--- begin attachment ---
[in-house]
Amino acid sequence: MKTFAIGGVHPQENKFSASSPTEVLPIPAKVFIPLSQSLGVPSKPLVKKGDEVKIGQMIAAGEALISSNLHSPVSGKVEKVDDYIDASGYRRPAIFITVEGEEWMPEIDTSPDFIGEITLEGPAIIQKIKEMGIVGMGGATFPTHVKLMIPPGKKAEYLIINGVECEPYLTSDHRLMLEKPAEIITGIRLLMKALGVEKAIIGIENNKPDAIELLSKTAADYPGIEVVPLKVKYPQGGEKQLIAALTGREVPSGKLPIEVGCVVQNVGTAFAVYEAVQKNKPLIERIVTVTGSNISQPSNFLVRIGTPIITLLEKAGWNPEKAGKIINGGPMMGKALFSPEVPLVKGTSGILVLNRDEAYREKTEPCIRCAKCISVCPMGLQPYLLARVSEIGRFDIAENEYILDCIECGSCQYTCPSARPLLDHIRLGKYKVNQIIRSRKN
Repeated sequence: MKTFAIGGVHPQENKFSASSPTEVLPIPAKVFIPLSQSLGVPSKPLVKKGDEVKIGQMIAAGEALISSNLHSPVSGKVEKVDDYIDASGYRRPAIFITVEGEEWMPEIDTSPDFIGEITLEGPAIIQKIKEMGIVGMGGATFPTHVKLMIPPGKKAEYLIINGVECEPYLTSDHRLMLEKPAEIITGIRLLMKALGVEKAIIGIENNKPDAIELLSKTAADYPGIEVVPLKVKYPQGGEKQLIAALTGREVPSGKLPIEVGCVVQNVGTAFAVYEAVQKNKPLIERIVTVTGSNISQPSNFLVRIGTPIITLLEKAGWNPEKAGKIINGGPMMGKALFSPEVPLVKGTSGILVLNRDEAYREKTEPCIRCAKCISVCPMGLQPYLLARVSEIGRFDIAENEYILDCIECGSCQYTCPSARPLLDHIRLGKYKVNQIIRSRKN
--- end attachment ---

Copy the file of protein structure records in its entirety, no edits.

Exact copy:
[in-house]
Amino acid sequence: MKTFAIGGVHPQENKFSASSPTEVLPIPAKVFIPLSQSLGVPSKPLVKKGDEVKIGQMIAAGEALISSNLHSPVSGKVEKVDDYIDASGYRRPAIFITVEGEEWMPEIDTSPDFIGEITLEGPAIIQKIKEMGIVGMGGATFPTHVKLMIPPGKKAEYLIINGVECEPYLTSDHRLMLEKPAEIITGIRLLMKALGVEKAIIGIENNKPDAIELLSKTAADYPGIEVVPLKVKYPQGGEKQLIAALTGREVPSGKLPIEVGCVVQNVGTAFAVYEAVQKNKPLIERIVTVTGSNISQPSNFLVRIGTPIITLLEKAGWNPEKAGKIINGGPMMGKALFSPEVPLVKGTSGILVLNRDEAYREKTEPCIRCAKCISVCPMGLQPYLLARVSEIGRFDIAENEYILDCIECGSCQYTCPSARPLLDHIRLGKYKVNQIIRSRKN
Repeated sequence: MKTFAIGGVHPQENKFSASSPTEVLPIPAKVFIPLSQSLGVPSKPLVKKGDEVKIGQMIAAGEALISSNLHSPVSGKVEKVDDYIDASGYRRPAIFITVEGEEWMPEIDTSPDFIGEITLEGPAIIQKIKEMGIVGMGGATFPTHVKLMIPPGKKAEYLIINGVECEPYLTSDHRLMLEKPAEIITGIRLLMKALGVEKAIIGIENNKPDAIELLSKTAADYPGIEVVPLKVKYPQGGEKQLIAALTGREVPSGKLPIEVGCVVQNVGTAFAVYEAVQKNKPLIERIVTVTGSNISQPSNFLVRIGTPIITLLEKAGWNPEKAGKIINGGPMMGKALFSPEVPLVKGTSGILVLNRDEAYREKTEPCIRCAKCISVCPMGLQPYLLARVSEIGRFDIAENEYILDCIECGSCQYTCPSARPLLDHIRLGKYKVNQIIRSRKN